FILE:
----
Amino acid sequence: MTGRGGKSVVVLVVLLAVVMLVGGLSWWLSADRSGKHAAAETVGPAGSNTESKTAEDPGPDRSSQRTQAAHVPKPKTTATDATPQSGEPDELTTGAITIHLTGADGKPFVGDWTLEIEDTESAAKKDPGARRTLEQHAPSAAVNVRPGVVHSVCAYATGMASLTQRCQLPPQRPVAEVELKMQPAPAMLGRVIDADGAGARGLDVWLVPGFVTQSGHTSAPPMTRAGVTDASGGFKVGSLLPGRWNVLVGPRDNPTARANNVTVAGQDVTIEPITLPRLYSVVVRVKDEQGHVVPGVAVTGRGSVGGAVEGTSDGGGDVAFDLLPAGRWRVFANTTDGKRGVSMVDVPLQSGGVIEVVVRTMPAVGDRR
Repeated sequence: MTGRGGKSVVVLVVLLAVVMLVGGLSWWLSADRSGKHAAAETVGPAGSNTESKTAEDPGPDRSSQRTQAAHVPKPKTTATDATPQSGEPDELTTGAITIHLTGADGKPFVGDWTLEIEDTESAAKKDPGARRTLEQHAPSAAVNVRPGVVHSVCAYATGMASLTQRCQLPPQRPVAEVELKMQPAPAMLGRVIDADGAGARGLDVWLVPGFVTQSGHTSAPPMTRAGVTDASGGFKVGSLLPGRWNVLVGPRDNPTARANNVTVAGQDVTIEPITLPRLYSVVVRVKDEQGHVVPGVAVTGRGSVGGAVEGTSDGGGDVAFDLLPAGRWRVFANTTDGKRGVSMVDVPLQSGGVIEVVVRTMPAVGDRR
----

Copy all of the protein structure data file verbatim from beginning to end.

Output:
Amino acid sequence: MTGRGGKSVVVLVVLLAVVMLVGGLSWWLSADRSGKHAAAETVGPAGSNTESKTAEDPGPDRSSQRTQAAHVPKPKTTATDATPQSGEPDELTTGAITIHLTGADGKPFVGDWTLEIEDTESAAKKDPGARRTLEQHAPSAAVNVRPGVVHSVCAYATGMASLTQRCQLPPQRPVAEVELKMQPAPAMLGRVIDADGAGARGLDVWLVPGFVTQSGHTSAPPMTRAGVTDASGGFKVGSLLPGRWNVLVGPRDNPTARANNVTVAGQDVTIEPITLPRLYSVVVRVKDEQGHVVPGVAVTGRGSVGGAVEGTSDGGGDVAFDLLPAGRWRVFANTTDGKRGVSMVDVPLQSGGVIEVVVRTMPAVGDRR
Repeated sequence: MTGRGGKSVVVLVVLLAVVMLVGGLSWWLSADRSGKHAAAETVGPAGSNTESKTAEDPGPDRSSQRTQAAHVPKPKTTATDATPQSGEPDELTTGAITIHLTGADGKPFVGDWTLEIEDTESAAKKDPGARRTLEQHAPSAAVNVRPGVVHSVCAYATGMASLTQRCQLPPQRPVAEVELKMQPAPAMLGRVIDADGAGARGLDVWLVPGFVTQSGHTSAPPMTRAGVTDASGGFKVGSLLPGRWNVLVGPRDNPTARANNVTVAGQDVTIEPITLPRLYSVVVRVKDEQGHVVPGVAVTGRGSVGGAVEGTSDGGGDVAFDLLPAGRWRVFANTTDGKRGVSMVDVPLQSGGVIEVVVRTMPAVGDRR